California Releases Plan to Phase out Diesel Trucks by 2040
In a new proposal from the California Air Resources Board, the sale of diesel trucks would be banned in 2040.
This comes after state legislators agreed to ban the sale of gas cars by 2035.
While the plan to phase diesel trucks out by 2040 is not mandated yet, it would be another step in California’s plan to go zero emissions.
What’s in the Proposal?
The Proposal by the California Air Resources Board would apply to auto-makers selling medium-duty and heavy-duty diesel or gas trucks.
Plus, companies would have until 2042 to change their existing truck fleet to all-electric.
However, there is a long road to go until this could be a reality.
The proposed mandate would put nearly a million zero-emission medium and heavy-duty vehicles on the road by 2040. However, there are currently less than 2,000 being driven in the state right now, and they are primarily buses.
Although it seems like a tall task to accomplish, the auto industry has been getting prepared for this. Companies like Tesla, Nikola, and Volvo have been developing electric trucks for years.
While 2040 is the proposed deadline for the banning of diesel cars being sold, there are other deadlines as well.
The deadlines for other trucks include:
- Drayage Trucks: New models must be zero-emission by 2024, and all gas or diesel drayage trucks on the road must retire after 18 years
- Government: Half of the trucks purchased by state and local governments must be zero-emission by 2024, and 100% in 2027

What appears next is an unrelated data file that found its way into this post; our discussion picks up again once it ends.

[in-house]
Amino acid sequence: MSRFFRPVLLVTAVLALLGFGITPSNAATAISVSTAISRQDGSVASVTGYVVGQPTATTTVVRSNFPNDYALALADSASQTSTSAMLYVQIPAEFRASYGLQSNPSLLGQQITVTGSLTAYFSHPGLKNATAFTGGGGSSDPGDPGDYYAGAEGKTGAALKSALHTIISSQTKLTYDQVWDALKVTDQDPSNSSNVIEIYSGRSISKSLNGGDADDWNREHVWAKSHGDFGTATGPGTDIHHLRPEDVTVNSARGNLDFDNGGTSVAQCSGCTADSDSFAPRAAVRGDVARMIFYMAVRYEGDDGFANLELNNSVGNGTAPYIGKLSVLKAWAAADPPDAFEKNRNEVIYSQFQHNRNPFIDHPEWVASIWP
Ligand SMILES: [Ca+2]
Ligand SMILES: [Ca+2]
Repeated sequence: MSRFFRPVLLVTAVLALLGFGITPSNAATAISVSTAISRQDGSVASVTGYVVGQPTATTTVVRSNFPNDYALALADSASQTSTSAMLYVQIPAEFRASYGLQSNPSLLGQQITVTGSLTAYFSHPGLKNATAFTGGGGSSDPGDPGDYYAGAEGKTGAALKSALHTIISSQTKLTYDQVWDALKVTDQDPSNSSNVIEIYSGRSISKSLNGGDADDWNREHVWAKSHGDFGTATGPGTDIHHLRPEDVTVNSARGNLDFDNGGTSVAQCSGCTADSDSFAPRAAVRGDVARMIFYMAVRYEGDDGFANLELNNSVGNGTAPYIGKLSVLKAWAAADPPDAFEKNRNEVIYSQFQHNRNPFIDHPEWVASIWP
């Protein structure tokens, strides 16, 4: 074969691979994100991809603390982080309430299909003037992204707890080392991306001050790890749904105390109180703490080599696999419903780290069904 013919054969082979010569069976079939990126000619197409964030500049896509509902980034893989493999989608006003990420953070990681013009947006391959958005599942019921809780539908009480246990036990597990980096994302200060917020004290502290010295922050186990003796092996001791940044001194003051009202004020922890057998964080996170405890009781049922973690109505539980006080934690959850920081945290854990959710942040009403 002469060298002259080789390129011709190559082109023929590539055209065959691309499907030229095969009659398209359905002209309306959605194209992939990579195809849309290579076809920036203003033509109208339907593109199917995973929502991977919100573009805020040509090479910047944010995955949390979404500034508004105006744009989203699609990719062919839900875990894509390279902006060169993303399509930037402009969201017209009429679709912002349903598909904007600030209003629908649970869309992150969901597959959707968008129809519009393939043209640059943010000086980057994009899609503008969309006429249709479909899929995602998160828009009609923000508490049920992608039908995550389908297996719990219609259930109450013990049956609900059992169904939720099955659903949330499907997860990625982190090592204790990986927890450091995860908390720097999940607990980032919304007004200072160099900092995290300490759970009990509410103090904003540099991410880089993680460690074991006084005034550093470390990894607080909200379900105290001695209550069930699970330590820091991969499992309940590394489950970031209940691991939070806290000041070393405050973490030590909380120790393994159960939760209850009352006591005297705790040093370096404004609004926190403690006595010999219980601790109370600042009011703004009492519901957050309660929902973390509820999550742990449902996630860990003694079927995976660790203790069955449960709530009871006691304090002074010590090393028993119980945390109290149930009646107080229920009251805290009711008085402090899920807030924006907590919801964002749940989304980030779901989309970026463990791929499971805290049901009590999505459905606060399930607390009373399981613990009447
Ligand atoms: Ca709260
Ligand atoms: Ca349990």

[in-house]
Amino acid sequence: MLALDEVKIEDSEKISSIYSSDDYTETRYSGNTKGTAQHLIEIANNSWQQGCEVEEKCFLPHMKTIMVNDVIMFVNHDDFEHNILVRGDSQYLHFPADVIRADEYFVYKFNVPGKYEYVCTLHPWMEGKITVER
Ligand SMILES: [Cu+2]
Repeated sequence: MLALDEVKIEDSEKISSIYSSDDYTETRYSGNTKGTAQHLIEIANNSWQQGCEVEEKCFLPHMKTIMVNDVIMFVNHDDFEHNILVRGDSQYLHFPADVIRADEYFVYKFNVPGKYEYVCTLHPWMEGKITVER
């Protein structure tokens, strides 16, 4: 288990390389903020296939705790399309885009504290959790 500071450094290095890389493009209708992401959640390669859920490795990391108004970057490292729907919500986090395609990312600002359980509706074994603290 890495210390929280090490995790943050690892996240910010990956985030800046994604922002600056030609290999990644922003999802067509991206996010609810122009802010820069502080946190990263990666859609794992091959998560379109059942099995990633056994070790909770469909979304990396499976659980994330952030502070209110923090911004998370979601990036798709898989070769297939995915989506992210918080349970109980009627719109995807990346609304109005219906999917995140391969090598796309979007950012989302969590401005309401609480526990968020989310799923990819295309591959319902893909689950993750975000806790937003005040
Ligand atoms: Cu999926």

Drayage trucks, which carry cargo from ports, are the first to be required to be electric in the proposal because they are the easiest to electrify.
Despite this plan, the banning of diesel trucks would not apply to emergency vehicles.
Why Ban Diesel Trucks?
The California Air Resources Board wants to ban diesel trucks because of two things: climate change and health concerns.
Diesel trucks emit several pollutants that are harmful to the atmosphere and have a direct effect on climate change.
The main pollutant they emit is NOx, a mix of nitric and nitrogen acid. The Clean Air Act refers to NOx as a criteria pollutant, which can cause harm to human health and the environment.
In California, medium and heavy-duty vehicles account for over 25% of NOx emissions.
In addition, Diesel vehicles emit SLCPs, short for short-lived carbon pollutants, which have a big impact on climate change in the near term. They are the opposite of pollutants like CO2, which have huge long-term effects.
While emissions from diesel vehicles have a big effect on the planet’s climate, they also have an impact on human health.
Diesel PM, one of many toxic air contaminants the vehicles emit, contains over 40 cancer-causing substances.
The air contaminant contains PM2.5, a small particulate that can go deep into the respiratory tract. With enough exposure, it can cause asthma, bronchitis, and heart disease symptoms.
Despite major health and environmental impacts, banning diesel cars could potentially have negative economic and energy impacts.
California currently has an energy grid problem. When a heat wave struck the state in September, lawmakers urged electric-vehicle owners to abstain from charging their cars.
With California also banning gas-powered cars in a similar time frame, banning diesel trucks as well will put even more stress on the energy grid.
Without proper infrastructure in place, the results of these policies could be catastrophic.
In addition to energy concerns, there are economic factors at play here as well. The California Trucking Association has worried about the potential costs, particularly the high price of electric trucks of the size needed.
However, the demand needed would likely decrease the price. Although there are electric medium and heavy-duty size vehicles are scarce at the moment, many companies have increased development on them.
For example, Tesla just completed a 500-mile test run with an electric drayage truck.
The California Air Resources Board is expected to hold another meeting on the proposed mandate next spring, where they are expected to vote.
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